4. Electron Sharing and      Covalent Bonds  
     Double and Triple Bonds

The six leftover carbon electrons in benzene are not tied up in three double bonds. Instead, all six electrons are completely spread out or delocalized around the carbon ring. Every C-C bond is approximately a "one-and-a-half bond," as is suggested by the observed bond length of 1.39 A, which is intermediate between a single bond, 1.54 A, and a double bond, 1.35 A. One consequence of this delocalization or "spreading out" of the six leftover electrons is that the benzene molecule is 40 kcal/mole lower in energy, or more stable, than would be calculated from the alternating bond models at the upper left and from known C-C and C=C bond energies. This is an important general principle: Whenever electrons are delocalized in a molecule, the molecule becomes more stable. Delocalization is possible whenever single and double bonds alternate along a chain:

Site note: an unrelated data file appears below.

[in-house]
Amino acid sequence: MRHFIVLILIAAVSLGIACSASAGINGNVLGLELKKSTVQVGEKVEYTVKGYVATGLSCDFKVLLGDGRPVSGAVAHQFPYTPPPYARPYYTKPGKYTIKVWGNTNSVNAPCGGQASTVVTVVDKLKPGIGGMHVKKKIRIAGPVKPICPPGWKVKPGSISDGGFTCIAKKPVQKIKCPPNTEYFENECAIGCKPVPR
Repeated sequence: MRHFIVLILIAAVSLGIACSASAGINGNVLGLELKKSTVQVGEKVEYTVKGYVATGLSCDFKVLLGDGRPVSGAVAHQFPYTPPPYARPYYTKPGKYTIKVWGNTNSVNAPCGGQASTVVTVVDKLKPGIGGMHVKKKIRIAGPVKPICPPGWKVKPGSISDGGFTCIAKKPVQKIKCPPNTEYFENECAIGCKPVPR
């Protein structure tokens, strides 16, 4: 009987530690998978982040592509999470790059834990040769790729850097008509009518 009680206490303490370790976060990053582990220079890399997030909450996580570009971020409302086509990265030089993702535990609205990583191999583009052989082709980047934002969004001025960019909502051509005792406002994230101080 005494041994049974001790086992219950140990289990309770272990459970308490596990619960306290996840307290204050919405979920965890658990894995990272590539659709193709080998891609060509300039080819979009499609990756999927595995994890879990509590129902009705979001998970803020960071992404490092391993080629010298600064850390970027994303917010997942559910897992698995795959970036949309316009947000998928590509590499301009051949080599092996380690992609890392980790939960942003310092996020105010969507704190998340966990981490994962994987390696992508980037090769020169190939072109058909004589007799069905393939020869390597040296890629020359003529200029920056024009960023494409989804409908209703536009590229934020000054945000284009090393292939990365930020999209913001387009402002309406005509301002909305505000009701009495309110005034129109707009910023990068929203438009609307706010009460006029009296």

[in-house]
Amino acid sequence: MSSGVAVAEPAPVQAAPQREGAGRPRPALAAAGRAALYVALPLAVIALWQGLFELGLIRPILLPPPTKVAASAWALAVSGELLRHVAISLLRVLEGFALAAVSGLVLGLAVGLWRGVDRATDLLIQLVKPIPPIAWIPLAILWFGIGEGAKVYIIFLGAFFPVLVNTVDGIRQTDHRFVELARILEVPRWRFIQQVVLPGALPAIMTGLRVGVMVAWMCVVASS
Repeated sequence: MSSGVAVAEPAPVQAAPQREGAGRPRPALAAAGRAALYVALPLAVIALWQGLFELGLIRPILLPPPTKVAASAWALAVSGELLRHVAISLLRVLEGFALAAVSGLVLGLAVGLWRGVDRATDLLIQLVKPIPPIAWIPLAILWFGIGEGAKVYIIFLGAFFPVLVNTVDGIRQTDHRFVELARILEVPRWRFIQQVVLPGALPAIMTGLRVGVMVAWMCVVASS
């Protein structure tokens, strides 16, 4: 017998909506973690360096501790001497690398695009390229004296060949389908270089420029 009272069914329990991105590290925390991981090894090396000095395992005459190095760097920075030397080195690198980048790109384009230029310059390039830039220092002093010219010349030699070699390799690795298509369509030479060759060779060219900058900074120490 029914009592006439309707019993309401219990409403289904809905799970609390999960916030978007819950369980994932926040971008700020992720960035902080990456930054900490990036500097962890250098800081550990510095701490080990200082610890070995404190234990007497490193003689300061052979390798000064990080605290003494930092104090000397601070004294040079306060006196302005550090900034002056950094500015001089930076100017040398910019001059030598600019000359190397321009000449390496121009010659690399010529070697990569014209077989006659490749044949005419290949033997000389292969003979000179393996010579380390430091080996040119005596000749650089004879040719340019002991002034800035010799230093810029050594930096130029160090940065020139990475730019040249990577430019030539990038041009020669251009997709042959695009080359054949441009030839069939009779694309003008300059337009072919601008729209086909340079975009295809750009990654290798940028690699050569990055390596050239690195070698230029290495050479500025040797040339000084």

whether the chain is linear or is bent into a closed ring as in benzene.

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